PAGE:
Conclusion

What a gift God has given us in the stories of the Bible. While we might be squarely in the middle of a crisis, a problem, or a great challenge, the record of God’s people before us reminds us of the course of action we must take, and of the great reward for the leader who holds fast to the challenge of faith.

When God issued his judgment against the people, he also issued his rewards:

Joshua had the privilege of leading a new generation across the Jordan River, through the crumbling walls of Jericho, and into the Promised Land. Caleb lived a long, vibrant life, and saw the passion of his faith greatly rewarded. Both men outlived every grumbler, complainer, and naysayer around them. They became the only two names we remember from the original 12 leaders who spied out the land. The rewards of leadership are priceless.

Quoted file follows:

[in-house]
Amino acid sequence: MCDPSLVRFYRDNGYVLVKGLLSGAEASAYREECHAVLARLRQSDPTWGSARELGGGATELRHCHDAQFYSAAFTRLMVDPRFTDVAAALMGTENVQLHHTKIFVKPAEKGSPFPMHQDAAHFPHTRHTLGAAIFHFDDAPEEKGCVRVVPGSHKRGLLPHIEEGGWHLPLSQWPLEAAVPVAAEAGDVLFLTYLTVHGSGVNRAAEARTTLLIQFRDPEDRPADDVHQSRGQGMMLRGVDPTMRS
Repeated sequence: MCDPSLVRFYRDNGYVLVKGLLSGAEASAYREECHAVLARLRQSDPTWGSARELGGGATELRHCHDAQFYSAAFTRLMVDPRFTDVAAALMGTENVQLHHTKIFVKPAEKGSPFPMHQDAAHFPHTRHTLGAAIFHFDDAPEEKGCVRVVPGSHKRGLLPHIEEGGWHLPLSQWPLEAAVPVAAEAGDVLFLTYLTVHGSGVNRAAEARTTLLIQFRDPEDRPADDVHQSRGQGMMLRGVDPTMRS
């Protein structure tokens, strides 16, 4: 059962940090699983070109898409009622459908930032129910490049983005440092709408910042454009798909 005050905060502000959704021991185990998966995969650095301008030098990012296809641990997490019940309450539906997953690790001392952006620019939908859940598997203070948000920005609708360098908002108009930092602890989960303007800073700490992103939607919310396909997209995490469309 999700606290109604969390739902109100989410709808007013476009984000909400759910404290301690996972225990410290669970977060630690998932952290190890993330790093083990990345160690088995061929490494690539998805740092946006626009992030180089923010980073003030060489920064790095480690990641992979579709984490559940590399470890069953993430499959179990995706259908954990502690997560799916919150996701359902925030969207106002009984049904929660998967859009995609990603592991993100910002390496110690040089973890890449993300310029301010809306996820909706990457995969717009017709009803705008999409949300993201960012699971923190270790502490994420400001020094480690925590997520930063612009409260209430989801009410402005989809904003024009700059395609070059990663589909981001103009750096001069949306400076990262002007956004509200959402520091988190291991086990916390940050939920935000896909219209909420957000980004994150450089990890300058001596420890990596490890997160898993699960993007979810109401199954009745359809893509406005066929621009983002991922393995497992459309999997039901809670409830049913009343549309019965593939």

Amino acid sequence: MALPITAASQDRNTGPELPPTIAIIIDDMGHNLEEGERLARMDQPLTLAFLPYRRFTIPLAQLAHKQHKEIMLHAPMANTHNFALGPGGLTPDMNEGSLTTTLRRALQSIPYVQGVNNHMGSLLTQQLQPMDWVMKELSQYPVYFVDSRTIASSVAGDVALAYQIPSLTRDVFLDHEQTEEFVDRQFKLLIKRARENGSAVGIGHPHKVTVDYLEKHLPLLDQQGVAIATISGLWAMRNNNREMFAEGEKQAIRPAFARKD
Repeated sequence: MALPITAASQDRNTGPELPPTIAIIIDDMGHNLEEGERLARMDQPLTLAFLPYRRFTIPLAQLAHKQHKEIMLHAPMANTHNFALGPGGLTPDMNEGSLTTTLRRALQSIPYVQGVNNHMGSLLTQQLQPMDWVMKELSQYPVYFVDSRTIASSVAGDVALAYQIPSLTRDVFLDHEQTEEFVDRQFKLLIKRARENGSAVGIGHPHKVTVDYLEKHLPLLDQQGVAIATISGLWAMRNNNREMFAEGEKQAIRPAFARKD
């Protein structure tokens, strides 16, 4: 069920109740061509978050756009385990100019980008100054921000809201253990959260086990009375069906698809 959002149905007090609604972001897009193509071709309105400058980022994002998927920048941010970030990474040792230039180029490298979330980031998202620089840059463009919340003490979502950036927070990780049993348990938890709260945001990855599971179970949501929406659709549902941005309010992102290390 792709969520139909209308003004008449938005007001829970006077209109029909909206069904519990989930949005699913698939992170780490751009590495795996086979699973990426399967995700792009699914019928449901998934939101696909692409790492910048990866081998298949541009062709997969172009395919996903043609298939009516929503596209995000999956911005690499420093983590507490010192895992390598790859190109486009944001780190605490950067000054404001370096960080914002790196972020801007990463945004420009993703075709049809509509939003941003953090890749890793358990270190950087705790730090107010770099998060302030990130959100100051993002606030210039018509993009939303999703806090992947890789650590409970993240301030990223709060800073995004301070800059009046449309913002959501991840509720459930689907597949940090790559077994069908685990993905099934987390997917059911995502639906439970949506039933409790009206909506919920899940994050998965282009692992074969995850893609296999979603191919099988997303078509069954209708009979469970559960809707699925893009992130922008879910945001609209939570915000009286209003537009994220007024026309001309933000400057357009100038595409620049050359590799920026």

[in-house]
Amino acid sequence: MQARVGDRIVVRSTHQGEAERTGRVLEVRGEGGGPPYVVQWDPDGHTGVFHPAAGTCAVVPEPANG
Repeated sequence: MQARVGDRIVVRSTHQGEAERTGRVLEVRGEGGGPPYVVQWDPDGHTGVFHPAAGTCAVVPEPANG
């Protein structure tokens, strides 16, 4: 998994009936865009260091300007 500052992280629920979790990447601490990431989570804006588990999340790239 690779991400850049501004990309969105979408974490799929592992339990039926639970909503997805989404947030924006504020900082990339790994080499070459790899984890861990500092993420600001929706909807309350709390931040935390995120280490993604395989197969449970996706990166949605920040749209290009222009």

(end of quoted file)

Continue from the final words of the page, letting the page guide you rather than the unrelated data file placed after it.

~Second Chance Alliance Alternative Sentencing-Re-Entry Program ~

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Larry Smith jail in Banning from Highway 243 in Banning on April 23, 2013. Over the next five years, virtually every cent of new revenue flowing into Riverside County coffers will go to building and staffing jails and boosting deputy patrols in unincorporated areas.

Adding jail beds and boosting deputy patrols in Riverside County could eat up projected gains in revenue over the next few years, leaving little or nothing to restore code enforcement, animal control and other departments hit hard by the economic downturn.

Jail expansions could potentially max out the county’s self-imposed limit on debt payments by 2020, according to a recent analysis. Even then, the county likely can’t erase its jail bed shortage without going well beyond the limit.